When she arrived back at the house, she found her husband with Doc in the living room. They seemed to be engaged in an intense discussion -- she could hear their voices raised clearly as she came in through the front door. As she shut the door behind her, however, the voices abruptly cut off. Curious, Jennifer headed straight for the the source. Doc was on his feet, his hands clasped behind his back, as if he had paused in pacing. Marty was also standing, leaning against one of the walls, his arms folded across his chest. They both looked over at her as she arrived in the doorway.

“What’s going on?” she asked.

The question wasn’t answered immediately. “How was your conversation with Clara?” Doc asked.

“Good,” Jennifer said. “She gave me a lot of information about the Baileys. How is the investigation going? Have you reached a conclusion yet?”

Doc glanced over at Marty for a second, who had shifted his gaze to the floor. “No,” he said. “Not any hypothesis that I can prove, anyway.”

Jennifer nodded, not surprised. “So that means tomorrow we can go to 1891, right?” she said. “That was the deal we had, and I’ve kept up my end of the bargain. If you’d like to see all my research notes or give me a quiz, that’s fine.”

“Well, actually, Jennifer--”

“I’m not going,” Marty said, cutting off Doc. He looked up at his wife, his gaze an odd mix of challenge and apology. “Sorry.”

Jennifer blinked, the announcement not wholly surprising. “You’re not going?” she said. “Why not?”

“I don’t think anything will come of it,” Marty said. “And too much could go wrong.”

Jennifer looked over to Doc, wondering if he had talked her spouse out of the idea. Doc knew what she was thinking and smiled faintly. “I’ve been trying to encourage him in going,” the inventor said. “Because I don’t want you going back there alone. That’s too dangerous.”

Jennifer’s shock kept her rooted to the spot. “Too dangerous?” she echoed. “Why?”

“You’re not as experienced in matters of time travel as Marty is,” Doc said gently. “I don’t doubt you’ve done your research and are prepared, but ... well, taking a trip through time alone carries with it a lot of risk. I wouldn’t be comfortable sending you back in time without an escort.”

Jennifer transferred her hurt and anger at this restriction past the scientist, straight towards her husband. If he wanted to come along, she knew, they wouldn’t be having this conversation. “What makes you think this trip is so dangerous?” she asked Marty. “How is this worse than being on the Titanic? Or dealing with cannibalistic island natives? Or pirates? What’s so bad about visiting Hill Valley for a couple days a hundred and one years ago?”

“If we mess around in this mystery, we could stop it.”

“Not if we watch from a distance.”

“What if we do something and make it so we don’t live here anymore?”

“That won’t happen.”

“What if the time machine broke down?”

“We’d... Doc would know where we were, and if we didn’t come back, he’d come after us.” She glanced to the scientist. “Right?”

The inventor nodded once. “Of course.”

Jennifer turned to Marty. “We’ve tried everything else,” she said, forcing her voice to stay low and calm. “We can’t live with a ghost in the house -- it’s too disruptive. And we can’t move. You know that. And what about Elaine? She deserves to rest in peace.”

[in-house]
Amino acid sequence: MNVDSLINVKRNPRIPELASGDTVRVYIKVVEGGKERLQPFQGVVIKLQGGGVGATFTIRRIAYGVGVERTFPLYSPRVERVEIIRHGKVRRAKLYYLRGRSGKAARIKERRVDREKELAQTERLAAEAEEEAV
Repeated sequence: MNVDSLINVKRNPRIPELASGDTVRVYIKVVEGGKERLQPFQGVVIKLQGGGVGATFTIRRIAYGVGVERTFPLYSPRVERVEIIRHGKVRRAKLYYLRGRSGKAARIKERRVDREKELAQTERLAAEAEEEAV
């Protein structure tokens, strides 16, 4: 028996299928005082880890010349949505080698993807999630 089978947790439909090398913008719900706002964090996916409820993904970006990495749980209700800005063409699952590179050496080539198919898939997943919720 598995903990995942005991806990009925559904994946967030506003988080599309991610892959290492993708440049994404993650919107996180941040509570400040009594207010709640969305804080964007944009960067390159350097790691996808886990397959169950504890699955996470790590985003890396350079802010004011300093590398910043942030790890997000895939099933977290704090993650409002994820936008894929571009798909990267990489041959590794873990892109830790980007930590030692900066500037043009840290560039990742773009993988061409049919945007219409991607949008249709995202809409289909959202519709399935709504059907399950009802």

“She’s long dead, Jennifer,” Marty said, bluntly. “And I’m not going back there; it won’t do anything to fix this situation, and it could make it a lot worse.”

Doc sensed the escalating tensions in the room and cleared his throat gently. “Well, I should go home now. Thanks for your help in taking things down, Marty.”

Marty nodded once, locked into a staring contest with Jennifer. “No problem, Doc,” he said, not looking away from his wife.

The inventor left the house a moment later, moving none too slowly. Jennifer waited only until the door had closed before she opened her mouth again. “So you’re giving up?” she asked.

Marty lifted his shoulders in a shrug. “Sorry, Jen,” he said. “We can figure something out to fix things from here--”

Jennifer didn’t let him finish, turning around quickly and heading for the stairs. When she reached the top, she heard Marty’s footsteps start after her. “Jennifer? Wait, where are you going?”

Jennifer made a beeline straight for their bedroom, her anger and hurt carrying her legs faster than she thought possible. She wasn’t running, not quite, but it was close. She strode into the master bedroom, slamming the door hard at her back, then turned around immediately to engage the lock. Marty arrived a moment later, tried the knob, then knocked.

“Jennifer? What the hell are you doing? What’s wrong?”

Jennifer narrowed her eyes in a glare at the wooden door. She headed for the bed, yanking Marty’s pillow from the sheets, then stomped back over to the door. She unlocked it long enough to crack it open a half foot and drop the pillow in the hall. “Here,” she said coldly. “If you think that we can just ignore this problem and hope it will quietly go away or resolve itself, then you can just sleep downstairs -- with the ghost.”


Jennifer slammed the door, cutting Marty off before he could really start. “Let me know if you change your mind,” she called through the wood, seething. If he was going to be so narrowminded, he could deal with the ghost by himself.

* * *

Jennifer was nuts.

That was Marty’s current opinion. This entire thing with the house and the ghost had turned into an obsession -- one that was getting worse with every passing day. He couldn’t believe that Doc was actually buying into her madness, willing to let her go back to the time of the murder and mess around. But the inventor felt cornered, sort of -- and, he confessed to Marty, he felt he owed it to her.